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Food Allergy versus Food Intolerance - do you know the difference?

Food allergy versus food intolerance


Some of the symptoms of food intolerance and food allergy are similar, but the differences between the two are very important.  If your child were to eat a food that they were intolerant to, they would be left feeling miserable.  However, if your child has a true food allergy, their body’s reaction to this food could be life threatening.  There is much misunderstanding about these terms and they are frequently confused. Many people speak of food allergy when what they describe is likely to be food intolerance. 

For parents with children with food allergies, potential dangers lurk in every facet of their normal, everyday life.  Deciphering a food allergy from food intolerance early on in your child’s life is important. 

The digestive system versus the immune system – the first step in understanding.

What is food intolerance?
A food intolerance response takes place in the digestive system.  It is a rather slow onset reaction, hours, days or even weeks.  It occurs when you are unable to properly breakdown the food.  This could be due to a number of reasons:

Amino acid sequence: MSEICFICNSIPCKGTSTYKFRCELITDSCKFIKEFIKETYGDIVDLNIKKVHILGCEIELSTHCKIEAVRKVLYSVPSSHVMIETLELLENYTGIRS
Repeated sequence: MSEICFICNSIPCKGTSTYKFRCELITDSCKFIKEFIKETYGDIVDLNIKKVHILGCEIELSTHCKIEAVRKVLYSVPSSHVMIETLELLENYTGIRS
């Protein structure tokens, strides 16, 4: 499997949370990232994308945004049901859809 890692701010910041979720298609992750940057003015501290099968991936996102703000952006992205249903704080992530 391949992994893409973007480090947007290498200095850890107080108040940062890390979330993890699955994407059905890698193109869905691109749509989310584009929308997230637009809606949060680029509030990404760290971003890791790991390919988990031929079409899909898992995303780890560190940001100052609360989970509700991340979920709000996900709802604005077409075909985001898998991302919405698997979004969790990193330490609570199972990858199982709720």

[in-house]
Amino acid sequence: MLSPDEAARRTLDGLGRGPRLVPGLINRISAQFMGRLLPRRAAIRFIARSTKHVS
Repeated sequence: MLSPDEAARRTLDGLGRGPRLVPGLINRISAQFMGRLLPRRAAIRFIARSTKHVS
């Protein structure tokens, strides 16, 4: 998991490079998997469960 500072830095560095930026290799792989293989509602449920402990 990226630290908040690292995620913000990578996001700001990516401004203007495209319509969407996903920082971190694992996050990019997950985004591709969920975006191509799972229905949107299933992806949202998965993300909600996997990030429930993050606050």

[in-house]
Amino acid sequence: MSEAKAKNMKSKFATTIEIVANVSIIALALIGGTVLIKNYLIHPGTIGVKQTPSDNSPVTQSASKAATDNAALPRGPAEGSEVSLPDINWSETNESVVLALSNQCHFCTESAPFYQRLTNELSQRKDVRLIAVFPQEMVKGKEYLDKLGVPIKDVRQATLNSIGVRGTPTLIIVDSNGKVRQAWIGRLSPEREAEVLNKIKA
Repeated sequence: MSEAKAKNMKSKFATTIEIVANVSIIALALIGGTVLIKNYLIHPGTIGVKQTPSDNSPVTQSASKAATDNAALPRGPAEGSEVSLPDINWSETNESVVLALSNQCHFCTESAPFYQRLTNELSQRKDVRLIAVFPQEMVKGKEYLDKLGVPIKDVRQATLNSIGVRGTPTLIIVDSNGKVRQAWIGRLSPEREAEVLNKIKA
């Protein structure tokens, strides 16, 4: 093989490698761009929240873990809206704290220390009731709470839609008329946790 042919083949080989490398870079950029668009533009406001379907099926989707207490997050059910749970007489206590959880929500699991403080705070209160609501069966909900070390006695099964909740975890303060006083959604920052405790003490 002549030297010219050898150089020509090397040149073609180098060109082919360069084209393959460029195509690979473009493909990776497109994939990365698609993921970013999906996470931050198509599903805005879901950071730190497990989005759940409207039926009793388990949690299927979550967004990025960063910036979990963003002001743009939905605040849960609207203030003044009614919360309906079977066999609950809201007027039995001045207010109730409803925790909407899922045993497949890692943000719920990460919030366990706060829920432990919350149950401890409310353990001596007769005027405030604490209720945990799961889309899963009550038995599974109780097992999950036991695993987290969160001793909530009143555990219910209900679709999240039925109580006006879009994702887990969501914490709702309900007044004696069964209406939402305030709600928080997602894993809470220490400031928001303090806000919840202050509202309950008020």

1. Sensitivity to food additives,
2. Reactions to naturally occurring chemicals in foods or,  Wheat.jpg
3. Enzyme deficiencies

Enzyme deficiencies can manifest in two ways. 

(i) Firstly children can be born with the inability of not being able to produce the appropriate enzymes for normal breakdown or,

(ii) Secondly an enzyme deficiency caused by restricting a particular food for a significant amount of time and then consuming a large volume in one sitting.  For example removing cow's milk from your child’s diet for a couple of months and then giving them a large milkshake as an afternoon treat.  Because their body has not had to process milk for so long the particular enzyme becomes out of practice and does not know how to handle or process this sudden large volume it is presented with.  Often, people can eat small amounts of these foods without causing problems if they are consumed regularly as part of a normal diet. 
If you have removed a suspected food from your child's diet remember to reintroduce it back slowly and in small volumes.  This will be the best way to see if their body is able to process this food efficiently. 

Symptoms of food intolerance are much more delayed, less dramatic and lifestyle threatening rather than life threatening. They generally manifest as nutritional deficiencies that develop over time.

What is food allergy?
An allergic reaction involves the immune system – a fast (minutes) response by your body to a particular food.  Your immune system controls how your body defends itself to a perceived invader.  For example if you have an allergy to cow’s milk, your immune system identifies cow’s milk as an invader or allergen.  Your immune system reacts by producing Peanuts.jpgsubstances called antiobodies (IgE).  These antibodies travel to cells in the body that release certain chemicals, causing an allergic reaction.  Each type of antibody has a specific ‘radar’ for each type of allergen (i.e. milk has a different one to wheat which has again a different one to eggs and so it goes on). 

Unlike an intolerance to food, a food allergy can cause a serious or even life-threatening reaction by eating a microscopic amount, touching or even inhaling the food.